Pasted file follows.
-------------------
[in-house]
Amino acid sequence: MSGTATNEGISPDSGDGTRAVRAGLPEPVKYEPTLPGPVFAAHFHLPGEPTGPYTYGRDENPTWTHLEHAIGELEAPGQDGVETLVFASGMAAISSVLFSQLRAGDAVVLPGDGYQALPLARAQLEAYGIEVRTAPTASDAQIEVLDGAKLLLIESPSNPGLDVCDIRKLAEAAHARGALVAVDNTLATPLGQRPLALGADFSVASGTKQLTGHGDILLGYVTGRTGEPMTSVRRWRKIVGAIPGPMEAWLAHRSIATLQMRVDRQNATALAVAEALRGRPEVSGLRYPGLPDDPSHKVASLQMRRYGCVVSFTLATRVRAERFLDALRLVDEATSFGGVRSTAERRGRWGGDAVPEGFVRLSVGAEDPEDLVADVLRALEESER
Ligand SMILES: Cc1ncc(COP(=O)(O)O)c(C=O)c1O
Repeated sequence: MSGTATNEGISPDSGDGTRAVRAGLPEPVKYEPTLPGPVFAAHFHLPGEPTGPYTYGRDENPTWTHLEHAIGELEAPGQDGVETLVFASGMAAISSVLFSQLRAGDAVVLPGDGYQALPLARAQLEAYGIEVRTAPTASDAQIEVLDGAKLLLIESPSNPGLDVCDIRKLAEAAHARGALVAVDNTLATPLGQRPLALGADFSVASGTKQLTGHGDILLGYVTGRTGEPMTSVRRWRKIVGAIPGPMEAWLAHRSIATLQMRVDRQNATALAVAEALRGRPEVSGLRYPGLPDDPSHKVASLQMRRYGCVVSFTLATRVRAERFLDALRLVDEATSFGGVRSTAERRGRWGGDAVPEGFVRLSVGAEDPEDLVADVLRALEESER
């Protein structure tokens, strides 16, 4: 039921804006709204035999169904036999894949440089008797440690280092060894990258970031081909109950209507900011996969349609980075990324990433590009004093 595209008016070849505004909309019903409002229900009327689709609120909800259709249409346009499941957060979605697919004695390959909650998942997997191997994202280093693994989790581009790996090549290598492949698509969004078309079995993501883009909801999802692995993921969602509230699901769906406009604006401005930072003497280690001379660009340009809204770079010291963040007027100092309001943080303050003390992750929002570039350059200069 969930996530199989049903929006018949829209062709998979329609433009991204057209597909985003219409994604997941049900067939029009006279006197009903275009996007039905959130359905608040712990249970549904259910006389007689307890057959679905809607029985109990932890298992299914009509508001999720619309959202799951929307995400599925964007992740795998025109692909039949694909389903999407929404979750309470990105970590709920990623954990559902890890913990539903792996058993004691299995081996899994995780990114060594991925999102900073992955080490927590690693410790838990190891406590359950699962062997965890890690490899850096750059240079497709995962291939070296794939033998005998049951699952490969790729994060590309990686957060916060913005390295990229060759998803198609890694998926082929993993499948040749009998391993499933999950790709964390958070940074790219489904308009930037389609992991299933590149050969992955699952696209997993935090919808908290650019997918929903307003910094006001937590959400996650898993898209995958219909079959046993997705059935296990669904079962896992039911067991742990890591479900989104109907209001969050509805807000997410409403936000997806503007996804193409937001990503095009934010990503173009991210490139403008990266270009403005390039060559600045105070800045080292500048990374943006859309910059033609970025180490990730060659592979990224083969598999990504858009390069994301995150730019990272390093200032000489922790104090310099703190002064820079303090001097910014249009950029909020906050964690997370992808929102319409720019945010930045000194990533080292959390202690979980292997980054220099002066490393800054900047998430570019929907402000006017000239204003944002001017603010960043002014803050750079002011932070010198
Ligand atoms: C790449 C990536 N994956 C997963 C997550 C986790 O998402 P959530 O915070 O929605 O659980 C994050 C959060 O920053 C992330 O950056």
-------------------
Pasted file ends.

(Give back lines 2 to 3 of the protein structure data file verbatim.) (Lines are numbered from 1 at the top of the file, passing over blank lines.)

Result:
Amino acid sequence: MSGTATNEGISPDSGDGTRAVRAGLPEPVKYEPTLPGPVFAAHFHLPGEPTGPYTYGRDENPTWTHLEHAIGELEAPGQDGVETLVFASGMAAISSVLFSQLRAGDAVVLPGDGYQALPLARAQLEAYGIEVRTAPTASDAQIEVLDGAKLLLIESPSNPGLDVCDIRKLAEAAHARGALVAVDNTLATPLGQRPLALGADFSVASGTKQLTGHGDILLGYVTGRTGEPMTSVRRWRKIVGAIPGPMEAWLAHRSIATLQMRVDRQNATALAVAEALRGRPEVSGLRYPGLPDDPSHKVASLQMRRYGCVVSFTLATRVRAERFLDALRLVDEATSFGGVRSTAERRGRWGGDAVPEGFVRLSVGAEDPEDLVADVLRALEESER
Ligand SMILES: Cc1ncc(COP(=O)(O)O)c(C=O)c1O